1839 – 1930
Author: Wiley Jordan – Virginia Crilley
Wiley Jordan firstname.lastname@example.org
Contributed 05 Nov 2007 by Virginia Crilley
My great-grandmother, Mary Ann Grimes Jones, was a pillar of strength who had a long, difficult and productive life. Mary Ann was the eldest child of a Texas pioneer (Austin’s Second Colony) who was with Sam Houston at San Jacinto (1836).
She was born in Austin County, but by 1851, F.M. and Elmira moved their family — Mary Ann, Martha Jane, Thomas, Samuel, Henry and baby F.M. to become the early settlers around Fort Gates in Coryell County. Jan 1852, F.M. signed a petition to the Governor about protection from the Comanche Indians, and two companies with barracks came to protect these early settlers on the Leon River.
In 1858 Mary Ann and her parents were Charter Members of the Onion Creek (later called Eagle Spring) Baptist Church. The Grimes had arrived in Coryell County as it was being settled were by then well-off landowners. Another charter member was Daniel Jones, a handsome ‘older man’ who was the local blacksmith and possibly wheelwright. Working at the forge is a very dirty job and the prosperous Grimes probably thought him uncouth and quite beneath them.
By 1859, when she was 19, Mary Ann was living with no less than seven younger siblings: Martha Jane (17), Tom Farley (16), Samuel W. (15), Henry Archer (10), Frederick Miller II (9), Nancy Ellen (7), Sarah Catherine “Sallie” (4) and Elizabeth Virginia “Bettie” (2).
According to family lore, Mary Ann was walking across the meadow one day when she ran into Dan Jones, riding a bay horse and leading a mare. Dan said, “You’re a fine-lookin’ girl. Why don’t you get on this horse and come along with me? To put it briefly, she did — and her parents, who probably believed that Mary Ann was marrying beneath herself, never spoke to her again. They married July 14, 1859. Her sister, Martha Jane, had married William J. Jahn a month earlier, June 1, 1859.
The angered parents took swift action — both of them drawing up wills Aug 5, 1859 that all their property would be divided equally among their children or heirs but excluding Mary Ann or her heirs.
When the Civil War started, Daniel Jones was called to the Confederate Army. Mary Ann – who was about 25 years old — was left to manage the farm and their first two children (Daniel Calvin Jones born May 26, 1860 and Mary Elizabeth Jones, born March 2, 1862) all by herself.
On January 3, 1864 Daniel wrote Mary Ann from Galveston Island, “You wanted me to advise you about selling corn if you need anything that you can’t buy with money, I would sell corn, if not I would not. Corn is better than money but I want you to exercise your own judgement in these matters. I would pay someone a good price if they would get my wheat and have it ground. I am sorry you have to live on cornbread and beef have you no cows up if not try to get someone to pen you some and about the boy I want you to do just as you please you have a better idea whether you need him and whether he would make your burdens lighter than I have. I hope my Dear you will manage as you think best and not wait to consult me. You know that I always relied on your judgement and why ask me what to do if I was there, I could consult with you.”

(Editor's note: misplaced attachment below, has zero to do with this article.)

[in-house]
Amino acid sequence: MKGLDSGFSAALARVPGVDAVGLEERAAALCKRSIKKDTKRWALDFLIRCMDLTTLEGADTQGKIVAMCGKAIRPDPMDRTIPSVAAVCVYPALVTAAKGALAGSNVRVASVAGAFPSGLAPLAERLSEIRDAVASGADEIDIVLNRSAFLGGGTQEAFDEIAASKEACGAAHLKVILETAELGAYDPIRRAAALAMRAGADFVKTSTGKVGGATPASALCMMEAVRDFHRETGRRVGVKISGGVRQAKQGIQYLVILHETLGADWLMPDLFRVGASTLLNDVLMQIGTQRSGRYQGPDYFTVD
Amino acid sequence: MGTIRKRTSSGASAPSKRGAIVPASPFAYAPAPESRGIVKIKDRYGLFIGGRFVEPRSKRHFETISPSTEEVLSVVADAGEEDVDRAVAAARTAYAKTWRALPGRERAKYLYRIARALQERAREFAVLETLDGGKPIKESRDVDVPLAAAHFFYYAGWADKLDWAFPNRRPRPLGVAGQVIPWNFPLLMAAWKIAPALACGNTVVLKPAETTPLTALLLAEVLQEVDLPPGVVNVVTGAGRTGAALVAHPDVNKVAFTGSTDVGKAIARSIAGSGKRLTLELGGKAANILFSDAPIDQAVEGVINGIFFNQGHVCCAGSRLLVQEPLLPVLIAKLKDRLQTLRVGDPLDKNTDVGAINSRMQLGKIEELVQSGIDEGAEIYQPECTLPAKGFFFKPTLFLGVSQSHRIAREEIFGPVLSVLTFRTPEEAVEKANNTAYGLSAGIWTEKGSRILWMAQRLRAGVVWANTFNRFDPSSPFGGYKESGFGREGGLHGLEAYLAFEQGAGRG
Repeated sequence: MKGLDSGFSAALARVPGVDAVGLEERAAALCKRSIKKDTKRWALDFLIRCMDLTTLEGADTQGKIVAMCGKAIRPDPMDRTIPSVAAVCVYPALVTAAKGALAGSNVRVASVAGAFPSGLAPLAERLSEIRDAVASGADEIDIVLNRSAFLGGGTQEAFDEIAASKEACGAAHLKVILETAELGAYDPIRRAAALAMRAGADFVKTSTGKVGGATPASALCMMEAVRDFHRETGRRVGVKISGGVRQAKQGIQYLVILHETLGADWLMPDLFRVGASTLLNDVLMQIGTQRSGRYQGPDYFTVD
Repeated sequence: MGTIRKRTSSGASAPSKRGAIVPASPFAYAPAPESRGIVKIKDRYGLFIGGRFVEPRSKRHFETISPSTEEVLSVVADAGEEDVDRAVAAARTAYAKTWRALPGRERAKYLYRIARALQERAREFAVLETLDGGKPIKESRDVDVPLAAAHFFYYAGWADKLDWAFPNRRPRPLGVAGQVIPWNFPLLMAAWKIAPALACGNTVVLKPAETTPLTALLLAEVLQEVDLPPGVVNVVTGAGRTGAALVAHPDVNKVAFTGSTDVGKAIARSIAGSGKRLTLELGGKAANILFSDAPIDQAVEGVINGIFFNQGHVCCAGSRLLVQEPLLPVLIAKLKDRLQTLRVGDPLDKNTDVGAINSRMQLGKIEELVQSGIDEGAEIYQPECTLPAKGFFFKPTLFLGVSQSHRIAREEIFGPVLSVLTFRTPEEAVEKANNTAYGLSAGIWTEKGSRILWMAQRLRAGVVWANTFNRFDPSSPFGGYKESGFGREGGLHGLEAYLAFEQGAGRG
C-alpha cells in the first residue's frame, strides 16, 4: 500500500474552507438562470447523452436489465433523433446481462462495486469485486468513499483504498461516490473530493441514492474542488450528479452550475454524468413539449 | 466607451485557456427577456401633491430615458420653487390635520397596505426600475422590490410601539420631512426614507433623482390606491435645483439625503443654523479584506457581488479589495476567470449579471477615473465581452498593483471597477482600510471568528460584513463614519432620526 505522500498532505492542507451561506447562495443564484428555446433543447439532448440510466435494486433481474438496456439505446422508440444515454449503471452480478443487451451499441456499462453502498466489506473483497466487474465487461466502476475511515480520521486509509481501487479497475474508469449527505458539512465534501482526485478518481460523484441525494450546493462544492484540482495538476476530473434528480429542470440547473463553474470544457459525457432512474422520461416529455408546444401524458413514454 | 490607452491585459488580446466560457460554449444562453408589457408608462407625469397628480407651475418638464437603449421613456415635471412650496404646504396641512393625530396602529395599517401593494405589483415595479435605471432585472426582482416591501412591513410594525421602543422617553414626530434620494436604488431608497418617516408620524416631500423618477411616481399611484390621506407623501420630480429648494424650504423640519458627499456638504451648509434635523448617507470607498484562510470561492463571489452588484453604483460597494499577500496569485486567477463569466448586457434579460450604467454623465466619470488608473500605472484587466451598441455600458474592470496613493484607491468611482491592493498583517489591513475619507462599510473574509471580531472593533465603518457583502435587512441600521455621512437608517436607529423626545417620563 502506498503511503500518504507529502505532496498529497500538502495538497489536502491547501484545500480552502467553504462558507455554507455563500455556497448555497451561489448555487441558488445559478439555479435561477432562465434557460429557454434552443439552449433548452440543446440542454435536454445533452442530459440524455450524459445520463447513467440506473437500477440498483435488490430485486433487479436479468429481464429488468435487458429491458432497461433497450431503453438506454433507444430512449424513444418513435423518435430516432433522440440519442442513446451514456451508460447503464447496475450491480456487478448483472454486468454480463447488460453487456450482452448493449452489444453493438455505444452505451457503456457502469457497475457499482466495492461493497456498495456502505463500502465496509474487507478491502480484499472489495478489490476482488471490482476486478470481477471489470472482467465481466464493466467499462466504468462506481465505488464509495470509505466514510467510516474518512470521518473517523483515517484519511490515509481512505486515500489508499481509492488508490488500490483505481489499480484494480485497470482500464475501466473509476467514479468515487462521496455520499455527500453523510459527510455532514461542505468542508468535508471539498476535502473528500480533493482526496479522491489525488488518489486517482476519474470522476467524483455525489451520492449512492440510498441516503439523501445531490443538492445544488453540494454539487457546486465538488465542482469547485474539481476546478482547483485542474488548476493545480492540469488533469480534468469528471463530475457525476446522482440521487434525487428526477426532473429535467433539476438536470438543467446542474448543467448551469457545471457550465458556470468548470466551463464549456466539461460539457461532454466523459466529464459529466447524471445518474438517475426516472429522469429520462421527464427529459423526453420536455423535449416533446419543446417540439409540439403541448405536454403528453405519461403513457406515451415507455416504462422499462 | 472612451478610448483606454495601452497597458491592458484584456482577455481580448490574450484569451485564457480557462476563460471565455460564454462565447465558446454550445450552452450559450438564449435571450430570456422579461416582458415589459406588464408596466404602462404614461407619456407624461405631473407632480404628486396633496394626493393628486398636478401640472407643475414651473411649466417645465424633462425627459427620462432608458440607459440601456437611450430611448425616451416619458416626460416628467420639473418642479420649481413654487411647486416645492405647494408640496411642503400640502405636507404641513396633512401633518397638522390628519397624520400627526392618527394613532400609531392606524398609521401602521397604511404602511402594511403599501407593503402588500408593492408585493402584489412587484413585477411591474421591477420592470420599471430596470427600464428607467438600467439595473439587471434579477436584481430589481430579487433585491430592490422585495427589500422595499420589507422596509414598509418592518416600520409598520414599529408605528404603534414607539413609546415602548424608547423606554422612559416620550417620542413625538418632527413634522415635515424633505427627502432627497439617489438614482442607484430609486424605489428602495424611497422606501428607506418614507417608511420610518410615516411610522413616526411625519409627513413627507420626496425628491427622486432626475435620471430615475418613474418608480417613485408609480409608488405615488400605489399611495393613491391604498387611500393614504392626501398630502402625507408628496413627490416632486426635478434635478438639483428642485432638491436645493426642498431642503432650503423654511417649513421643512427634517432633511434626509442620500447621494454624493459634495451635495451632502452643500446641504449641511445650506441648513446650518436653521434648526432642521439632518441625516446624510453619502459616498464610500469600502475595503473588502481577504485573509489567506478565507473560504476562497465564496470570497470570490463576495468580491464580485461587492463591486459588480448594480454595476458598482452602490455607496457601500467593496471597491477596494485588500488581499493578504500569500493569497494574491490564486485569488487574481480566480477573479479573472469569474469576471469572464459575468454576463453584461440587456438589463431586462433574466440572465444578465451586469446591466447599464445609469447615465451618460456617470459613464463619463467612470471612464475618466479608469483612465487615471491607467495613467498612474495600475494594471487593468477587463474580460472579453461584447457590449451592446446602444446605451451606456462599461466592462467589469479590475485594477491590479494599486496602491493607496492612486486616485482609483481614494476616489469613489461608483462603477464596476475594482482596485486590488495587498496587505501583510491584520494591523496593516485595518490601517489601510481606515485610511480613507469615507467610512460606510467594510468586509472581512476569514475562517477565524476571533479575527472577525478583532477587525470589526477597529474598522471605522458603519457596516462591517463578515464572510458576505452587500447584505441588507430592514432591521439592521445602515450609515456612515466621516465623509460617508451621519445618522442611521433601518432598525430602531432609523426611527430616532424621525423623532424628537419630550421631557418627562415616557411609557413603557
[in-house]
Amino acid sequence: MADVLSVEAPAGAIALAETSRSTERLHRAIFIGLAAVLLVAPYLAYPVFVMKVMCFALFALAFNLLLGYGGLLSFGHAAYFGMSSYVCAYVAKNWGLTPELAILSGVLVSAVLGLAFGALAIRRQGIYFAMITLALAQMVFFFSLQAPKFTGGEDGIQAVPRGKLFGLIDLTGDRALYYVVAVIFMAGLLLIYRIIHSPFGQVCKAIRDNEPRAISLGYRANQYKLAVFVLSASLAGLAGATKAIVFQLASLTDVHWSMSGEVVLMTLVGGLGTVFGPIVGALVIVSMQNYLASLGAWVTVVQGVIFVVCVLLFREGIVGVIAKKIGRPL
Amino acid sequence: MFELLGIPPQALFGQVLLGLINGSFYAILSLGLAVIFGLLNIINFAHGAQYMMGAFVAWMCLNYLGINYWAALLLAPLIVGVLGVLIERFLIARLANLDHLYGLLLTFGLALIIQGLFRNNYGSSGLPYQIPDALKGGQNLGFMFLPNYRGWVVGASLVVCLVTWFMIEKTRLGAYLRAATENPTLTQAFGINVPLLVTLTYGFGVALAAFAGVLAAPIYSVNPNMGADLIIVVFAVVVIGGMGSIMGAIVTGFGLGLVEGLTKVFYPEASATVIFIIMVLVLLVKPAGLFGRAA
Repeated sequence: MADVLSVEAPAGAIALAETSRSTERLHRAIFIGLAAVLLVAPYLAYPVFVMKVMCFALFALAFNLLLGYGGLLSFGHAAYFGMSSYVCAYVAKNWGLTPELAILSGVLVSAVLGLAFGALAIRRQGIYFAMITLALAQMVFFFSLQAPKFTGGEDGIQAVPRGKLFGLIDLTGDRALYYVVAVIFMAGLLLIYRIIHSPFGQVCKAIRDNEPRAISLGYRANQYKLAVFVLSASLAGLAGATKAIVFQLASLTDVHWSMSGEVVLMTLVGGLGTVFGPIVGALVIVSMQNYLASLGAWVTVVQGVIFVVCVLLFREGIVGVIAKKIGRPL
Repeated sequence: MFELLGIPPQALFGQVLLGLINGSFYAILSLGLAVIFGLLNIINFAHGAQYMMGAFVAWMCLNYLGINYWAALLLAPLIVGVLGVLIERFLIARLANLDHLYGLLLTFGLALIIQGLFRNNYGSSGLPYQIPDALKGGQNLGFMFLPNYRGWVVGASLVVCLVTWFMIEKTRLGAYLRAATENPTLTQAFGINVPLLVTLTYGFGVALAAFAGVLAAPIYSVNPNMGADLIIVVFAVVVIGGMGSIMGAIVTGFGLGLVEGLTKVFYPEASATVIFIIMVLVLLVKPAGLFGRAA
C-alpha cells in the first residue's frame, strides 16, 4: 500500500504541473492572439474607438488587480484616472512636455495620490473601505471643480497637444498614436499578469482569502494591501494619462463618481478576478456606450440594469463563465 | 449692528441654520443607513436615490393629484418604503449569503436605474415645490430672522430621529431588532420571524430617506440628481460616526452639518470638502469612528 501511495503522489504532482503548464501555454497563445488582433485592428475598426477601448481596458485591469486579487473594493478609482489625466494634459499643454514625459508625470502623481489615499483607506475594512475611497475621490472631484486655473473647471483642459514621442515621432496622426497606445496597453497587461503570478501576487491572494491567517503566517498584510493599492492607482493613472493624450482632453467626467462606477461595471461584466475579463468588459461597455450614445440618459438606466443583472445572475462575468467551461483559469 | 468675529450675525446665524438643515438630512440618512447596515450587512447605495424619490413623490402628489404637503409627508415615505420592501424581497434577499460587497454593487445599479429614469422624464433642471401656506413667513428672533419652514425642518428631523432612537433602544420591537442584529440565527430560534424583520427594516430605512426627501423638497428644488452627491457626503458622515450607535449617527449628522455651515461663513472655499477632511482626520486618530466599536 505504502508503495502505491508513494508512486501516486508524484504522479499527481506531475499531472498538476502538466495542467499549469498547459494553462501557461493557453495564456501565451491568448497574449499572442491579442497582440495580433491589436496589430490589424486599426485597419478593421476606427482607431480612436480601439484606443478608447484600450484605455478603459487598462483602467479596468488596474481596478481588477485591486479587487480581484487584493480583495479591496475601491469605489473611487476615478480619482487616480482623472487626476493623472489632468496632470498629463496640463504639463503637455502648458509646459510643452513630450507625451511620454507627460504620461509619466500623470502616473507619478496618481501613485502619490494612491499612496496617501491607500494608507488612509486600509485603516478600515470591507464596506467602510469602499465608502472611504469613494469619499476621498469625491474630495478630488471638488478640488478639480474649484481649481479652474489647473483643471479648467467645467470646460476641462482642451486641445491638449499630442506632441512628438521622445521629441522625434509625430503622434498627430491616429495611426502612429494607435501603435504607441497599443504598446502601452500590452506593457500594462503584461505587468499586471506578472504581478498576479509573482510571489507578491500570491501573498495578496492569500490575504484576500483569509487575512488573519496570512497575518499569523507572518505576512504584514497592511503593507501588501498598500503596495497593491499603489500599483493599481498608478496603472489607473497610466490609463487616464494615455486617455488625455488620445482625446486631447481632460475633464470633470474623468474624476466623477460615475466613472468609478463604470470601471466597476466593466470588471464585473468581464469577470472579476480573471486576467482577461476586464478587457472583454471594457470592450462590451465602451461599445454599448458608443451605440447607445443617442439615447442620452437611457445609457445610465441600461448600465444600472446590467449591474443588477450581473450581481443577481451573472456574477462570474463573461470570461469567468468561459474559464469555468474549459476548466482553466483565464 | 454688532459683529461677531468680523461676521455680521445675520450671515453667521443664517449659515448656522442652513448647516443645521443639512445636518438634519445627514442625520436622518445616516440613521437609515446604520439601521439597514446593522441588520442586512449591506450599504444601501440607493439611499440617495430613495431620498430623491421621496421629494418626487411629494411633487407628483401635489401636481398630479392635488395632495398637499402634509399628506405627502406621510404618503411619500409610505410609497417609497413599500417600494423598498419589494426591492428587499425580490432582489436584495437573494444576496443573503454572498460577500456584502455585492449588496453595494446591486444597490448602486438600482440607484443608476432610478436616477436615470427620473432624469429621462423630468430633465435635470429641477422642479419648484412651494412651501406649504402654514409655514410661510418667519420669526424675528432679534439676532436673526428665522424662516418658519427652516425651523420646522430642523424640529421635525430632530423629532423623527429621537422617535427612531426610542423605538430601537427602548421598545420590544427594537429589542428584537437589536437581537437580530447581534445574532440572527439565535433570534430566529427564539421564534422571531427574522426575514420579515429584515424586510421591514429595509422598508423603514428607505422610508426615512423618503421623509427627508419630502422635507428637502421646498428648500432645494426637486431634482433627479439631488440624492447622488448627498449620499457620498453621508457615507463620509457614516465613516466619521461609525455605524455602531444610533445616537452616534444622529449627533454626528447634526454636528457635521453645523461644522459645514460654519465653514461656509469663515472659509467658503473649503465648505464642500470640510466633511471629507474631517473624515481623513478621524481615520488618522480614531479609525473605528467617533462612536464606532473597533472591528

A few years after the war, during the Northern occupation, two of Mary Ann’s brothers — Tom and Henry — went on a cattle drive to Kansas. Back in Waco on Oct 18, 1869 they were celebrating their successful return, as well as Tom’s approaching marriage. Tom had the wedding ring, and his new clothes, on his horse. It was common then, in Waco, to have a few drinks in the saloon then ride around the Courthouse and shoot up. The Sheriff attempted to arrest them, but they rode off. Union Soldiers pursued, there was a shoot-out and both boys were killed
Mary Ann had three more children after the war: Martha Idella Jones, born Jan 2, 1865; Melinda Lutetia Jones, born Jan 19, 1867 and Frederic Miller Iredell Jones, born February 17, 1875. They made their home in Moody and were faithful members of the Baptist Church there.
On January 19, 1888 Mary Ann’s daughter-in-law Melisa Eudotia Burger died, leaving two small children, Freemont (“Mont”) Jordan Jones, four (born November 15, 1883) and Melinda Lutetia, three (born December 26, 1885). The widowed father Daniel and his children moved in with his parents. The little girl, Melinda Lutetia, who had exactly the same name as her father’s sister, and was living in the same home, was from then on known as “Little Mary.”
One year later Mary Ann lost her parents, her husband and their son. Her parents died in late 1889, Elmira Susan on August 19 and Frederick Miller only a few months later, on December 9. Even though they were estranged, and had moved away to Navarro County, their deaths must have been sad — especially since they never reconciled.
Mary Ann’s husband Daniel died on February 17, 1890 and their son Wiley Samuel Martin Jones, 20, followed only days later, on February 23. As if that weren’t enough, Mary Ann’s youngest grandson, Winston Roswell Jordan, 28, died in 1928 of a self-inflicted gunshot wound.
Mary Ann Jones survived the deaths during the winter of 1889/1890 and that of her grandson. She died at her home in Moody, Texas, age 91, on November 29, 1930.